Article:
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Mattel takes on LeapFrog with Power Touch

Mattel is trying hard to wrest some market share in learning toys away from category behemoth LeapFrog this spring as it unveils Fisher-Price's new Power Touch System (US$49.99). The line employs new technology that lets kids use their fingers rather than a stylus to trigger the interactive books. The Power Touch books (US$14.99 each) are separated into three categories: beginner reading for ages three to five, intermediate for five- to eight-year-olds, and school skills for the six and up crowd.
March 1, 2003

Mattel is trying hard to wrest some market share in learning toys away from category behemoth LeapFrog this spring as it unveils Fisher-Price’s new Power Touch System (US$49.99). The line employs new technology that lets kids use their fingers rather than a stylus to trigger the interactive books. The Power Touch books (US$14.99 each) are separated into three categories: beginner reading for ages three to five, intermediate for five- to eight-year-olds, and school skills for the six and up crowd.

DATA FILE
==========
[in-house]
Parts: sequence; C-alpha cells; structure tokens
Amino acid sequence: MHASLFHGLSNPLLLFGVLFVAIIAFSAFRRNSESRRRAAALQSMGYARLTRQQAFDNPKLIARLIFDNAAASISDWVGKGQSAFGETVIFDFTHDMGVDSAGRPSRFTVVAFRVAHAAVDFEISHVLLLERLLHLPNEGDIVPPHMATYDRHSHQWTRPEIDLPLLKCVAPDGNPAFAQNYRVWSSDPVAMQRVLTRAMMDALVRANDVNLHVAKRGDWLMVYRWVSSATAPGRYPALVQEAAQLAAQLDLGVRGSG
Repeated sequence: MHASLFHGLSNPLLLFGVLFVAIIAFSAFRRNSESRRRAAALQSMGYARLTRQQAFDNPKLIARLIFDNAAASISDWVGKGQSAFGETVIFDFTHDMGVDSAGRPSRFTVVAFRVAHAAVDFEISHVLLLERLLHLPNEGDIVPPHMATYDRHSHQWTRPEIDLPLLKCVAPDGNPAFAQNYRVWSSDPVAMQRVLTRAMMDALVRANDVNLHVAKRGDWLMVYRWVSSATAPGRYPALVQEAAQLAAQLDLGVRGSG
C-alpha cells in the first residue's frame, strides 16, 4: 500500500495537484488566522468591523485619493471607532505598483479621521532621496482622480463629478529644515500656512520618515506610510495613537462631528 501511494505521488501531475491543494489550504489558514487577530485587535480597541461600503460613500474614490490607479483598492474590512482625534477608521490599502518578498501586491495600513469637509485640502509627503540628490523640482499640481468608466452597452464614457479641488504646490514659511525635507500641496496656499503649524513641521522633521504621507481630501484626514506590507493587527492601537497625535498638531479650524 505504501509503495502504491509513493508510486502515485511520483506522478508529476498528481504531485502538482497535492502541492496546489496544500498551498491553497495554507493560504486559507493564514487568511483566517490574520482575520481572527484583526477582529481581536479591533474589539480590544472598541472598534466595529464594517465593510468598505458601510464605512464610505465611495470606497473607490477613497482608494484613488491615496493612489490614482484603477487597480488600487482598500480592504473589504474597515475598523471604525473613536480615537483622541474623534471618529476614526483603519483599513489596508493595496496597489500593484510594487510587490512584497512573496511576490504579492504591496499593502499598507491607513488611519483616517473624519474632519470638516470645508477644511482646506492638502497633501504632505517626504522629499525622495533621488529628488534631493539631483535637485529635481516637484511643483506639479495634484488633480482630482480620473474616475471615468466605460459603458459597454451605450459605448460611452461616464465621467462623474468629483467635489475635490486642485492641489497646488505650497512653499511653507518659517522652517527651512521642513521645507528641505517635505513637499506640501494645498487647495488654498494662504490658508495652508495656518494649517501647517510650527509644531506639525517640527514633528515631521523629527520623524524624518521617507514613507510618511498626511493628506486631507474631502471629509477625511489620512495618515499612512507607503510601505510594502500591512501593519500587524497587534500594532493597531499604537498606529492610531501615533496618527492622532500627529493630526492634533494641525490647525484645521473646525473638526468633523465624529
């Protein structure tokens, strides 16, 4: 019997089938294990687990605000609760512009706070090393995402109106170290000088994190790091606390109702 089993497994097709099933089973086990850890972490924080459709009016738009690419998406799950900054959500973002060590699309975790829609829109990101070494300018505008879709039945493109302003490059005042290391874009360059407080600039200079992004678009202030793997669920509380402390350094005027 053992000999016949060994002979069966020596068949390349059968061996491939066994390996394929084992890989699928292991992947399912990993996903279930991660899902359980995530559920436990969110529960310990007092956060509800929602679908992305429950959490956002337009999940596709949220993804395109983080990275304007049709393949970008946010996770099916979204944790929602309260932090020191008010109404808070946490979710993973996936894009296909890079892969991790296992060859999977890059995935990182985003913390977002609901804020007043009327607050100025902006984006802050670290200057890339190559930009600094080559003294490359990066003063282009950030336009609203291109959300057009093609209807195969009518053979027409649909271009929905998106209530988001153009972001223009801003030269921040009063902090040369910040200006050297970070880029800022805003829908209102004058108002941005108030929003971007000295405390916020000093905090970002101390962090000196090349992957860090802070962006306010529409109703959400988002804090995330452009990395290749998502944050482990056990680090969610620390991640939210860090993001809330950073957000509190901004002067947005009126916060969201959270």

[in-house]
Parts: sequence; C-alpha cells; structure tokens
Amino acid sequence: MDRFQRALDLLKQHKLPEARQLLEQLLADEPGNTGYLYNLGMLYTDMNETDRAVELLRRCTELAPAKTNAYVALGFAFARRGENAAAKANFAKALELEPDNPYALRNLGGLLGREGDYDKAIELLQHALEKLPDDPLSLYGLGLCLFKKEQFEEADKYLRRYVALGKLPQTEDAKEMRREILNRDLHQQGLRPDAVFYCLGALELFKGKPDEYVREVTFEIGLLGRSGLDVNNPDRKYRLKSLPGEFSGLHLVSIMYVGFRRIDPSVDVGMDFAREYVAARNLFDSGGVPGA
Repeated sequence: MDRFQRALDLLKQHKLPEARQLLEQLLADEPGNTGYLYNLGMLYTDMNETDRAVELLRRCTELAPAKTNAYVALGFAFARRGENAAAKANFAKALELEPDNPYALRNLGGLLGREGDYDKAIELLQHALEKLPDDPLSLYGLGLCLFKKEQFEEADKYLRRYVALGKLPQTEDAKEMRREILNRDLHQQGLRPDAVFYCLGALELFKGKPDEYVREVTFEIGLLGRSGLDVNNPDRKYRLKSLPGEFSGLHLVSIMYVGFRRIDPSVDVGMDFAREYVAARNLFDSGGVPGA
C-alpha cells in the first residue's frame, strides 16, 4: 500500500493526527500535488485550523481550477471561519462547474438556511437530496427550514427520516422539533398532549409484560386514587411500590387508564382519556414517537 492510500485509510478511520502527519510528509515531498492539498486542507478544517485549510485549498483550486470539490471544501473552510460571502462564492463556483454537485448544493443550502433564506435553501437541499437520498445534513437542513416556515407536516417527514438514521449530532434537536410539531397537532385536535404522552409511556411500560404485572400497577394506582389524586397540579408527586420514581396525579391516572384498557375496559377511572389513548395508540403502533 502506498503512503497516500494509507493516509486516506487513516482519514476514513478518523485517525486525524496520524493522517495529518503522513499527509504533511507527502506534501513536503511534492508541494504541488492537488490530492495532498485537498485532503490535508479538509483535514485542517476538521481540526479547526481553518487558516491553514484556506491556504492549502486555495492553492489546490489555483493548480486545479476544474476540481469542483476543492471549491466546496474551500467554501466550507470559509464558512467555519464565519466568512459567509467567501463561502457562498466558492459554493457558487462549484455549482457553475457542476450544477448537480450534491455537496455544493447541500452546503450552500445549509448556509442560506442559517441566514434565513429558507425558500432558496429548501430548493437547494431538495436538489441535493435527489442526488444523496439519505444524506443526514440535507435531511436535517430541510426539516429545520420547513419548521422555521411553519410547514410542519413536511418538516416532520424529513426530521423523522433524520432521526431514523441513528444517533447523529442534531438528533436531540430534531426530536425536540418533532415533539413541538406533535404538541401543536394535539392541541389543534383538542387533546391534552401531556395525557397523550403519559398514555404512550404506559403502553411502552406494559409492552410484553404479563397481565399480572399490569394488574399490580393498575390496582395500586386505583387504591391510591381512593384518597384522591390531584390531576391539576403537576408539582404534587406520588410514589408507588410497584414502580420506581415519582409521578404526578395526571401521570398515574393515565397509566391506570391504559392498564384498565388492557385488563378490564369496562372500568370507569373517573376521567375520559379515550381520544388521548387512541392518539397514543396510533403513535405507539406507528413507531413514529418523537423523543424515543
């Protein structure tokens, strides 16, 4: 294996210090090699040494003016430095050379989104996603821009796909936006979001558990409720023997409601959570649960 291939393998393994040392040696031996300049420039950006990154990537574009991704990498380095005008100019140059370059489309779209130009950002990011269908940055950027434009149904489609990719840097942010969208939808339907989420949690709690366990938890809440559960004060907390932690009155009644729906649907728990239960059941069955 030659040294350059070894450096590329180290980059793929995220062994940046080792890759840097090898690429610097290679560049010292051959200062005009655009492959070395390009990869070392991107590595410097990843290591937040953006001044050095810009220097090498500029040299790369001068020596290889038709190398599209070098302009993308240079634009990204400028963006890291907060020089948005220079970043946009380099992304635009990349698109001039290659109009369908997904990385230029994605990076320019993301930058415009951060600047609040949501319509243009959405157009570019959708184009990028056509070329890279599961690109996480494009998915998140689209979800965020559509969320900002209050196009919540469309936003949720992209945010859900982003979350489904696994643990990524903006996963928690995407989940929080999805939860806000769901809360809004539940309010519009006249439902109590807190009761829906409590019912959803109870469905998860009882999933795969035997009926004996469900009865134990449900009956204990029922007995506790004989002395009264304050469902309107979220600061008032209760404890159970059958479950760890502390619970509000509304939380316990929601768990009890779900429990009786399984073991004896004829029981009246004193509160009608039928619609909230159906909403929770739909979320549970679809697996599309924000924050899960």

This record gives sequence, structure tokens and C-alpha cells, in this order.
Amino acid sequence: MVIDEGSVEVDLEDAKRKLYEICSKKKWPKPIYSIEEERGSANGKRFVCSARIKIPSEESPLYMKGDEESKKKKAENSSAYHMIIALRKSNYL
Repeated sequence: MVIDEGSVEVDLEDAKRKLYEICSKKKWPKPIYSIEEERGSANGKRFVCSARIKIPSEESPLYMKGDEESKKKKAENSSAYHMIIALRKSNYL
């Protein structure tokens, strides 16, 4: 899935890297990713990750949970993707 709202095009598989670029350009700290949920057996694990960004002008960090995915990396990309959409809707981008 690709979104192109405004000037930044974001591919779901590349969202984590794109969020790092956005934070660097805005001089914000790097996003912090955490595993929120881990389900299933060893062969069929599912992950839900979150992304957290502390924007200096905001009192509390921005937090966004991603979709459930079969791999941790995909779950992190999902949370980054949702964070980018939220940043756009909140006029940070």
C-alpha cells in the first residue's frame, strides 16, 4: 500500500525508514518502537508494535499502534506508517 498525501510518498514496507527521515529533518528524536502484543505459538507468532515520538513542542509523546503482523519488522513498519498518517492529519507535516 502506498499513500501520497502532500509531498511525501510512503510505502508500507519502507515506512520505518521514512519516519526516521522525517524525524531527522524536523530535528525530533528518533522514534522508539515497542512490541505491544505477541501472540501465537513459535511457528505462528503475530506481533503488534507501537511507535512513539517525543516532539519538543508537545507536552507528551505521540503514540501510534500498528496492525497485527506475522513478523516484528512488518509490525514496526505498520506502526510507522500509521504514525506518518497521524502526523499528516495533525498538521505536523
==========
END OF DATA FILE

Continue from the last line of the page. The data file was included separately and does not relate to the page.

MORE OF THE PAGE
Mattel is counting on the Fisher-Price name to draw parents in, and the company can also cull from its impressive lineup of licenses like Sesame Street, Dora the Explorer and Clifford. This is the preschool toyco’s second attempt at toppling LeapFrog from the ELA summit; Fisher-Price introduced Kasey the Kinderbot in July of 2002, and the interactive robot had nabbed the number-four spot in year-to-date sales by November, according to industry tracker NPDFunworld.

But with its market share hovering around 80%, LeapFrog will not be easy to oust. LeapPad (US$49.99), which launched in 1999, rapidly revitalized a flat category into one of the hottest markets of the past few years, earning its manufacturer the third-largest toy sales take in 2002.

Not one to rest on its laurels, LeapFrog has an impressive new slate of its own this year. With products running the gamut from preschool all the way up to SAT prep, LeapFrog has expanded its line to appeal to infants as young as six months with the fall-launching TogetherTime LeapPad (US$39.99), which also uses finger-touch technology. The LeapPad Plus (US$59.99) adds math and writing activities to the original LeapPad with a dual-function writing stylus.

And for four- to eight-year-olds, LeapFrog is rewriting a page from the video game industry’s playbook with the Leapster All-Learning Game System (US$79.99). A handheld gaming console that includes a touch-sensitive, full-color LCD screen, the system uses popular licenses like Dora the Explorer and SpongeBob SquarePants in games that teach math, reading and critical thinking (US$24.99).

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